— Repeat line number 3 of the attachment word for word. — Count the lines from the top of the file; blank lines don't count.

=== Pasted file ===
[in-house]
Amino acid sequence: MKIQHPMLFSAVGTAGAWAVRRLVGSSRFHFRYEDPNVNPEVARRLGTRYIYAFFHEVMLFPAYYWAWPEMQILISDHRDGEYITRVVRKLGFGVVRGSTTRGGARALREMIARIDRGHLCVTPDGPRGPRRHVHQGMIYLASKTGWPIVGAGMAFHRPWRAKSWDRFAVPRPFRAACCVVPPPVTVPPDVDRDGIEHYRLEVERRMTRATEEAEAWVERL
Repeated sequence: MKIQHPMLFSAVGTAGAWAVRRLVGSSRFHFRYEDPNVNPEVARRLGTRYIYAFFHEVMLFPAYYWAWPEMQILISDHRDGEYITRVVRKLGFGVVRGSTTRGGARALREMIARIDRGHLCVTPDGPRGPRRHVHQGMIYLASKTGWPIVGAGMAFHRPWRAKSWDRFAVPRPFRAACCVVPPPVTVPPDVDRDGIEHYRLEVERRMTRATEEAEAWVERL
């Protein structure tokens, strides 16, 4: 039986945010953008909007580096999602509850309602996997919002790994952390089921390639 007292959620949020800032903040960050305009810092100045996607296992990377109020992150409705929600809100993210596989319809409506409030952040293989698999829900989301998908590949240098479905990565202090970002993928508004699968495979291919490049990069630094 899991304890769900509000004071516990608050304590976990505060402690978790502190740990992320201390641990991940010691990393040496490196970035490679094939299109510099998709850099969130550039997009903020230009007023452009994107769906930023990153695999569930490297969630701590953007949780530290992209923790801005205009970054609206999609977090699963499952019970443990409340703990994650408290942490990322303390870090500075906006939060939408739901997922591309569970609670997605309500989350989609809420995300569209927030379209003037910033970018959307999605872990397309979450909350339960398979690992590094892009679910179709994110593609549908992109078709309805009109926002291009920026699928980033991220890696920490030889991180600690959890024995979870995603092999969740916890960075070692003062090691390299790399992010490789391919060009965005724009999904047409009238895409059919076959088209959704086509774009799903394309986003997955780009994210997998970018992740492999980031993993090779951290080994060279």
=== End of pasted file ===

Repeated sequence: MKIQHPMLFSAVGTAGAWAVRRLVGSSRFHFRYEDPNVNPEVARRLGTRYIYAFFHEVMLFPAYYWAWPEMQILISDHRDGEYITRVVRKLGFGVVRGSTTRGGARALREMIARIDRGHLCVTPDGPRGPRRHVHQGMIYLASKTGWPIVGAGMAFHRPWRAKSWDRFAVPRPFRAACCVVPPPVTVPPDVDRDGIEHYRLEVERRMTRATEEAEAWVERL